McGrath has been with the weekly for five and a half years, starting out as reporter before replacing former editor Krystin St. George a year ago. He also worked for the Vermont-based Caledonian-Record for three years. As an undergrad, he double majored in English and social science at Lyndon State University, then went on to the University of Vermont for a master's degree in history.

McGrath grew up for the most part in Springfield, Mass., though he graduated White Mountain High School before serving four years in the United States Marine Corps. He currently lives in Guildhall, Vt., with his wife and two sons.

The Democrat's Jonathan Benton won third place in "Spot News" for his story that had the headline "Police Standoff Ends with an Apparent Suicide."

Benton wears many hats and juggles being the sports editor, writer and photographer as well as covering general news. He has been with the Democrat since the fall of 2009 after graduating from the University of New Hampshire with a bachelor's degree in English/journalism earlier that year. While a student, he interned at the Portsmouth Herald for five months.

He grew up in Alexandria and currently lives in Lancaster.

Edith Tucker is justly famous for the wealth of stories she produces every week, and she was recognized for her story in the best government-reporting category. She won first place for her piece on a campground tax for the Coos County Democrat.

Tucker started at the Democrat in April 1996 as a part-time reporter and photographer, but soon became full-time. She worked for about five months starting in September 1995 at the Berlin Reporter when it was "a daily with four small issues plus a Wednesday edition that, in essence, served as a weekly paper for mail subscribers," Tucker explained.

Before that, she was an editor of United Retirement Bulletin, a 12-page monthly publication, for eight years in Boston and Wellesley, Mass.

Tucker graduated in 1994 summa cum laude as a nontraditional-age student — a Davis Scholar — from Wellesley College with a bachelor's degree in political science.

She lives with her husband in Randolph.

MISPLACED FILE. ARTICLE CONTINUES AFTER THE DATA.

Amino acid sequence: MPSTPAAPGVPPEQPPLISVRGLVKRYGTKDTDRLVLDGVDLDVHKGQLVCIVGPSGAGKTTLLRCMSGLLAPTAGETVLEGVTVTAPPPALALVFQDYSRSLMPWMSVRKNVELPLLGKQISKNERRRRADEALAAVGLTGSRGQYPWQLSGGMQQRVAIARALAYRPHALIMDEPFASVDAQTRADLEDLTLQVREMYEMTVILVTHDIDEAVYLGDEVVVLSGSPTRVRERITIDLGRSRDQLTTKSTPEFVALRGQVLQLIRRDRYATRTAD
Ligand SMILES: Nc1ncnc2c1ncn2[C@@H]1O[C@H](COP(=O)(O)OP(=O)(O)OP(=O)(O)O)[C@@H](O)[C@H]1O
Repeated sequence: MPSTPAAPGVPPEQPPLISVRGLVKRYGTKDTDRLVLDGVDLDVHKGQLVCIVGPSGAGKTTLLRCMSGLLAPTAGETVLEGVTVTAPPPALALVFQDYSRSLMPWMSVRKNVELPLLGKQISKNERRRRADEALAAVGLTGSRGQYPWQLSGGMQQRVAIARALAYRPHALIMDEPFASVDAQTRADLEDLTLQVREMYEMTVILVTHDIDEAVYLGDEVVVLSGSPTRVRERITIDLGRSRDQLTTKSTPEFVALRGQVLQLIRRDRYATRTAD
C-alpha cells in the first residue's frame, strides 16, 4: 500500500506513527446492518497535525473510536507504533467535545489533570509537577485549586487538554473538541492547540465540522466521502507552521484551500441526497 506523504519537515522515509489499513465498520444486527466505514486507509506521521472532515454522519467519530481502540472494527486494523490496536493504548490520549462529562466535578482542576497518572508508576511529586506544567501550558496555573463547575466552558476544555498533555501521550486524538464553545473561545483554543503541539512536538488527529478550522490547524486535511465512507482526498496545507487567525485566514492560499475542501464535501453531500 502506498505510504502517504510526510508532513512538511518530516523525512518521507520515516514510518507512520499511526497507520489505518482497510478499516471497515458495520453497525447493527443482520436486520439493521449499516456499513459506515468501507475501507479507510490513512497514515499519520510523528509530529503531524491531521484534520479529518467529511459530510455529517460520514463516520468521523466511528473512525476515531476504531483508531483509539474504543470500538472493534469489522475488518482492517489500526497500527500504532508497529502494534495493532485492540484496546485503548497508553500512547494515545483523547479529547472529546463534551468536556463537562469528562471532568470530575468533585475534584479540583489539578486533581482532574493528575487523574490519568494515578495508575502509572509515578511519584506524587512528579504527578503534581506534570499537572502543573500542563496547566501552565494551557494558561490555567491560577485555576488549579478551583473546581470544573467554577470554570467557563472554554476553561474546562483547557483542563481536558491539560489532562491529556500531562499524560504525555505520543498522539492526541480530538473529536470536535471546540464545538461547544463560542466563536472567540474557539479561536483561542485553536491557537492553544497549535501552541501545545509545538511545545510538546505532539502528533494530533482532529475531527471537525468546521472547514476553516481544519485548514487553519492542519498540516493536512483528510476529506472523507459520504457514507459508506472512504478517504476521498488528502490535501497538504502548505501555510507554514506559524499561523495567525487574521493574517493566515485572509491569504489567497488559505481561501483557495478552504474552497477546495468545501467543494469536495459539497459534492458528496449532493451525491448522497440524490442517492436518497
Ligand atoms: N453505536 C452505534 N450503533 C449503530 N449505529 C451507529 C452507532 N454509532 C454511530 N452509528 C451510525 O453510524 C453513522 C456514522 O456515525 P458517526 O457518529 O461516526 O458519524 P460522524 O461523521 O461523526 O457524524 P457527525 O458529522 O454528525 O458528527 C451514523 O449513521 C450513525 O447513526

Marcy Stanek works out of the company's Meredith offices as a production manager, and she won third place in the advertising supplement cover category for her "Coos County Neighbors" design.

The other award-winning employees are no longer with Salmon Press.

Kayti Burt won second place in the investigative news category for her piece in the Courier on homelessness in the region. She grew up in Whitefield and wrote for the Courier for nine months before leaving for Boston at the end of June.

Berlin Reporter writers Matilda Brown and Melissa Grima won first place for their investigative story on low-income rentals being tricky in Berlin. Grima also won second place for her spot news story headlined "No Cause Identified in Fatal Colebrook Explosions" and second place for spot photography. She left in early June, and Brown left last fall.

The Littleton Courier, Coos County Democrat and Berlin Reporter are owned by Salmon Press Newspapers, which also owns eight other New Hampshire weeklies.

All three papers were well established before being bought out in the early 2000s. The Courier was launched in 1889, the Democrat in 1838 and the Reporter in 1893.

The New Hampshire Press Association has eight non-daily members, including Salmon Press, and eight daily members. Awards are given out annually in a number of categories including general news, education, business/economic writing, rookie of the year, news feature, general excellence, advertising and new media.

Martin Lord Osman
Tiffany Eddy